7 steps to taking early retirement

Rachael Oku

by , Writer

at PensionBee

08 Mar 2018 /  

7 steps to taking early retirement

Everyone fantasises about quitting their job and retiring early, but few can make their dreams a reality. If you’re serious about cashing out on your career, you’ll need to put a savings plan in place, and soon. Here are seven things you can do now to put your finances in the best possible position for the future.

How to retire early

1. Calculate how much you’ll need to save

An online pension calculator can help you figure out how much you’ll need to save to be able to retire at a specific age. If you want to retire at 60, for example, with a retirement income of £30,000 a year, all you need to do is input these details into the calculator, along with your current age and savings total.

It will calculate how much you’ll need to save between now and 60 to reach your £30k target. If the results aren’t what you were hoping for and the amount you’d need to save each month is too high, try inputting a slightly higher retirement age to see what’s achievable.

2. Increase your pension contributions

Once you’ve identified how much you’ll need to save each month, it’s likely you’ll need to increase your pension contributions. It’s easy to adjust the amount you pay into your workplace scheme or personal pension, and you should pay in as much as you can afford to sacrifice from your salary.

You should pay in as much as you can afford to sacrifice

If you’re serious about retiring early you’ll need to budget and tighten the purse strings in order to resist excess spending. There’s a range of money saving apps that can help you get your finances under control so any spare money can go into your pension.

While short term cash injections can really help your pension grow, it’s worth remembering that higher regular contributions will have the most significant impact.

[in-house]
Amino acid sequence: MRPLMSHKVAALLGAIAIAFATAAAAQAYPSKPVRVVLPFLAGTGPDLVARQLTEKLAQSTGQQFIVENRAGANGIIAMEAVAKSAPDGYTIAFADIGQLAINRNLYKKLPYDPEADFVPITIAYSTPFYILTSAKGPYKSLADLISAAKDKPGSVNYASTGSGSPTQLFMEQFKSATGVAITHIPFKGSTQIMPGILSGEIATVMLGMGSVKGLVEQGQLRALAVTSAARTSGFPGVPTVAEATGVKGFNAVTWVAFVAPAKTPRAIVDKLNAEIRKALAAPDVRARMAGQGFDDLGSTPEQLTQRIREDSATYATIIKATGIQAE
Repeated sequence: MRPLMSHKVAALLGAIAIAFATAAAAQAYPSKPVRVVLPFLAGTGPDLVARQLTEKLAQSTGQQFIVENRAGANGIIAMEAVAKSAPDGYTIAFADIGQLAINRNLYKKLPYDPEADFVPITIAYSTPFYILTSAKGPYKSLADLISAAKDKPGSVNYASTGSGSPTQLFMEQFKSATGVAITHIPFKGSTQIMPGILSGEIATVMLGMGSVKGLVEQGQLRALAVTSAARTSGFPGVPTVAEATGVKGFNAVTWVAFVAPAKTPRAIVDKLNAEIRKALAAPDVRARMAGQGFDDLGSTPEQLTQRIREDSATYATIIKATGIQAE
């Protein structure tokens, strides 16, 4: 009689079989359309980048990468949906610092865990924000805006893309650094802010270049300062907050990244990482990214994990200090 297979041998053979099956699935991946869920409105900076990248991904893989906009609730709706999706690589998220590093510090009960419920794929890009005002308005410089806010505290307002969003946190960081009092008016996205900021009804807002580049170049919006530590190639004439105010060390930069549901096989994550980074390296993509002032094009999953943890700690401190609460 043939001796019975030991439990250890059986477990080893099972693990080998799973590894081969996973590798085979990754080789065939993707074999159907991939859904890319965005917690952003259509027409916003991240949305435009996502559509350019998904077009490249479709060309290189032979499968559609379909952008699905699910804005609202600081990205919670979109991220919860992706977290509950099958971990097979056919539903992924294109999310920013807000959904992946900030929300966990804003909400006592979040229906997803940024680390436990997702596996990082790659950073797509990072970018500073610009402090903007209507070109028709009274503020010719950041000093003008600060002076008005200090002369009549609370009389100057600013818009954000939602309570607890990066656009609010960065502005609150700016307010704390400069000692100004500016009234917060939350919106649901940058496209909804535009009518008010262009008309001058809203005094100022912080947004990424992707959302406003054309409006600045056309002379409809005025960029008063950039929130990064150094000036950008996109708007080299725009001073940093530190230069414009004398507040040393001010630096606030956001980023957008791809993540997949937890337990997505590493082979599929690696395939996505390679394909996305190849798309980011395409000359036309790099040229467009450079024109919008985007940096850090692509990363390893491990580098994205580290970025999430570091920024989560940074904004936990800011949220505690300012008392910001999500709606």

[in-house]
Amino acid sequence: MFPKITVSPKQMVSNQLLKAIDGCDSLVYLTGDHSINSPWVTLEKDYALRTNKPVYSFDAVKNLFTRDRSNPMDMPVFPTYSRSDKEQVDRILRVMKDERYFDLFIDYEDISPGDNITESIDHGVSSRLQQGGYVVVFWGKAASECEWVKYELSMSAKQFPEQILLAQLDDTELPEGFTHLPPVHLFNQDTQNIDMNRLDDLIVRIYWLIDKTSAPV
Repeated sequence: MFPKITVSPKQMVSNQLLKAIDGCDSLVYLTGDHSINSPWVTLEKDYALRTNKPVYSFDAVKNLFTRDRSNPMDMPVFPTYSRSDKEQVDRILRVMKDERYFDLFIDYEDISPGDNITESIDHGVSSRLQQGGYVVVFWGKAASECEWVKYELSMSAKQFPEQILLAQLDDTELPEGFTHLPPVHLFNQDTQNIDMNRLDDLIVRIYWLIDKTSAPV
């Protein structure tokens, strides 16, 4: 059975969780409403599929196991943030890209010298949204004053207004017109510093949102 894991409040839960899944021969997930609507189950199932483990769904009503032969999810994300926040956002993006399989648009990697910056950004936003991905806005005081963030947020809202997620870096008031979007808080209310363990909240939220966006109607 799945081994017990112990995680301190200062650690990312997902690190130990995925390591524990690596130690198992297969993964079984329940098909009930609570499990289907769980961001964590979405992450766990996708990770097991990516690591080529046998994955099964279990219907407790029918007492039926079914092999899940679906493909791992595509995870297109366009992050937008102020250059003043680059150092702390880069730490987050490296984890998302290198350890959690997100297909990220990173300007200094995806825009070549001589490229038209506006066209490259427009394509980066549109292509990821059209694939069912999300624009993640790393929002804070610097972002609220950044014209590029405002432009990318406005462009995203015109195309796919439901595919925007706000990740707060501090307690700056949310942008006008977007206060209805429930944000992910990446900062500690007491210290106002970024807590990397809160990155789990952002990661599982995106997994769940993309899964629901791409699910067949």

3. Increase your employer’s pension contributions

If you have a workplace pension, it could be possible to increase the amount your employer pays in by fully embracing Auto-Enrolment. From 6 April 2018 it will be a legal requirement for your employer to make a minimum contribution of 2% of your annual salary through Auto-Enrolment. Depending on the nature of your workplace scheme, it may be possible for your employer to match your contributions to a set amount. If contribution matching is on offer, increasing the amount you save into your pension will help unlock higher contributions from your employer.

If it’s not possible to increase your employer’s contributions in your current workplace, it might be a good opportunity to shop around and see what other employers are offering. While changing your job won’t always be possible in the short-term, increasing your salary and pension contributions is a great way to help you get closer to your retirement savings goal, faster.

4. Find your old pensions

No matter how short your career, it’s likely you’ll have had more than one employer, which means more than one workplace pension. If you can’t remember where the old ones are or how much they’re worth, you’ll need to track them down.

The government’s Pension Tracing Service lets you enter some basic details about your old employer to help locate the contact details of the pension provider. You’ll have to contact them individually to find out how much your pots are worth and to update your contact details.

It’s much better to have sight of how your money’s performing

Whatever you do, don’t fall into the trap of thinking that you’ll be pleasantly surprised the longer you leave your pots to grow, as this isn’t always the case. It’s much better to have sight of how your money’s performing so you can make informed decisions on how to manage it.

5. Check how much you’re paying in fees

The more old pensions you have, the more you could be paying in fees so it’s a good idea to check your statements regularly. While fees will vary from provider to provider, you can expect to pay an annual management fee for each one as a minimum.